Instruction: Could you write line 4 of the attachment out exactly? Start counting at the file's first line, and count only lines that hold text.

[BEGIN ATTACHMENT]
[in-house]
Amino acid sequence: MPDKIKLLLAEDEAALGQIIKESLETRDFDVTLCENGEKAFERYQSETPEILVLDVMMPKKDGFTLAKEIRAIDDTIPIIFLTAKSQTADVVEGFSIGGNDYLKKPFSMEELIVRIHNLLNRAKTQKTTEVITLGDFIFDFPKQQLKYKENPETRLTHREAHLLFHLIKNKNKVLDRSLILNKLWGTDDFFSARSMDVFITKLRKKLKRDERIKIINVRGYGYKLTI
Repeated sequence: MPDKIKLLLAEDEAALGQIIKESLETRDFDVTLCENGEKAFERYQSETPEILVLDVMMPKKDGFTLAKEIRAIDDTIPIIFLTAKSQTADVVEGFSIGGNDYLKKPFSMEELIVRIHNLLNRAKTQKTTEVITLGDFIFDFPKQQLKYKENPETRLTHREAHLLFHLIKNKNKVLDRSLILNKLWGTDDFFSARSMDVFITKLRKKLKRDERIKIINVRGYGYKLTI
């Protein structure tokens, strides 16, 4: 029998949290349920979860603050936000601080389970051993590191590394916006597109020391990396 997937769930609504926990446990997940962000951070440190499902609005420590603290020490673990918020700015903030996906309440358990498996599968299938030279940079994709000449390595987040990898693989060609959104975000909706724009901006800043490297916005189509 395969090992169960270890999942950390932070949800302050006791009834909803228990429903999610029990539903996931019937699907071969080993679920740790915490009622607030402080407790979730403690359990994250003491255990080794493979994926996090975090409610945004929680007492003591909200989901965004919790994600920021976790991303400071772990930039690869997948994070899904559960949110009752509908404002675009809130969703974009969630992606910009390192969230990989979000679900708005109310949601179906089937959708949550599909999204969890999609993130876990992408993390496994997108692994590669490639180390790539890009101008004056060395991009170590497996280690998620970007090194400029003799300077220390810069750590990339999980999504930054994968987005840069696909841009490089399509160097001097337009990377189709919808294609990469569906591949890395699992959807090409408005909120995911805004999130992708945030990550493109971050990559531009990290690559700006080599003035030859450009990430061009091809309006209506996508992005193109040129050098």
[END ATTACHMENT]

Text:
């Protein structure tokens, strides 16, 4: 029998949290349920979860603050936000601080389970051993590191590394916006597109020391990396 997937769930609504926990446990997940962000951070440190499902609005420590603290020490673990918020700015903030996906309440358990498996599968299938030279940079994709000449390595987040990898693989060609959104975000909706724009901006800043490297916005189509 395969090992169960270890999942950390932070949800302050006791009834909803228990429903999610029990539903996931019937699907071969080993679920740790915490009622607030402080407790979730403690359990994250003491255990080794493979994926996090975090409610945004929680007492003591909200989901965004919790994600920021976790991303400071772990930039690869997948994070899904559960949110009752509908404002675009809130969703974009969630992606910009390192969230990989979000679900708005109310949601179906089937959708949550599909999204969890999609993130876990992408993390496994997108692994590669490639180390790539890009101008004056060395991009170590497996280690998620970007090194400029003799300077220390810069750590990339999980999504930054994968987005840069696909841009490089399509160097001097337009990377189709919808294609990469569906591949890395699992959807090409408005909120995911805004999130992708945030990550493109971050990559531009990290690559700006080599003035030859450009990430061009091809309006209506996508992005193109040129050098």